Are Home Values Really Overinflated?
Last week, the National Association of Realtors (NAR) released their most recent Existing Home Sales Report. According to the report:
“The median existing-home price for all housing types in January was $240,500, up 5.8 percent from January 2017 ($227,300). January’s price increase marks the 71st straight month of year-over-year gains.”
Seventy-one consecutive months of price increases may have some concerned that current home values may be overinflated.
However, at the same time, Zillow issued a press release which revealed:
“If the housing bubble and bust had not happened, and home values had instead appreciated at a steady pace, the median home value would be higher than its current value.”
Here are two graphs that help show why home prices are exactly where they should be.
The first graph shows actual median home sales prices from 2000 through 2017.
By itself, this graph could heighten concerns as it shows home values rose in the early 2000s, came tumbling down and are now headed up again. It gives the feel of a rollercoaster ride that is about to take another turn downward.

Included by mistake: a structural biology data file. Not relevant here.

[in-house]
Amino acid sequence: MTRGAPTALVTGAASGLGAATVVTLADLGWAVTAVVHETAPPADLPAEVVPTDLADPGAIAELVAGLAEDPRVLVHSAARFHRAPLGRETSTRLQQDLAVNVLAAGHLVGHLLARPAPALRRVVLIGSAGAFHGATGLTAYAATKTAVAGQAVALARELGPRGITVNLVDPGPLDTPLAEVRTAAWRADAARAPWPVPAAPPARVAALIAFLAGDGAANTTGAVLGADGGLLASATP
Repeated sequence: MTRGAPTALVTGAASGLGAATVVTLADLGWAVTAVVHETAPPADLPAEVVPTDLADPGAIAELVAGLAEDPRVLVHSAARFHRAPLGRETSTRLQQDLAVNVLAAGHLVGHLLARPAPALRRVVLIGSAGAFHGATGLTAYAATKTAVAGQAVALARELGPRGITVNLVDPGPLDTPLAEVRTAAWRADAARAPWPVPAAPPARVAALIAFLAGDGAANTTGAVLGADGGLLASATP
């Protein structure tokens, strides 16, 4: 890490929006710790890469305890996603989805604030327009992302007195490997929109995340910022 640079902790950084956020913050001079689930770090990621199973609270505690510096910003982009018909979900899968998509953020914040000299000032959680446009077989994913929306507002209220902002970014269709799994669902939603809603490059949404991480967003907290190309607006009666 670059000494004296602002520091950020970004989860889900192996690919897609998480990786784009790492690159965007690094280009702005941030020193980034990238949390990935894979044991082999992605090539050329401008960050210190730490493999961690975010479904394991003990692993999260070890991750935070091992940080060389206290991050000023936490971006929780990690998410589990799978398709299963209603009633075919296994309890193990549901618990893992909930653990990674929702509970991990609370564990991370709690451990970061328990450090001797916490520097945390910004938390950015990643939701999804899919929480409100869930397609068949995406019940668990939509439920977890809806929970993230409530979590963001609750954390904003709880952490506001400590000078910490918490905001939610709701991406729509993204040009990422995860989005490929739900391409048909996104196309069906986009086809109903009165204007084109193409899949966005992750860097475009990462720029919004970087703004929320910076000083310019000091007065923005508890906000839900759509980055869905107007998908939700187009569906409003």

However, if we also include where prices would naturally be, had there not been a boom & bust, we see a different story.
The blue bars on this graph represent where prices would be if they had increased by the normal annual appreciation rate (3.6%). By adding 3.6% to the actual 2000 price and repeating that for each subsequent year, we can see that prices were overvalued during the boom, undervalued during the bust, and a little bit LOWER than where they should be right now.
Based on historic appreciation levels, we should be very comfortable that current home values are not overinflated.
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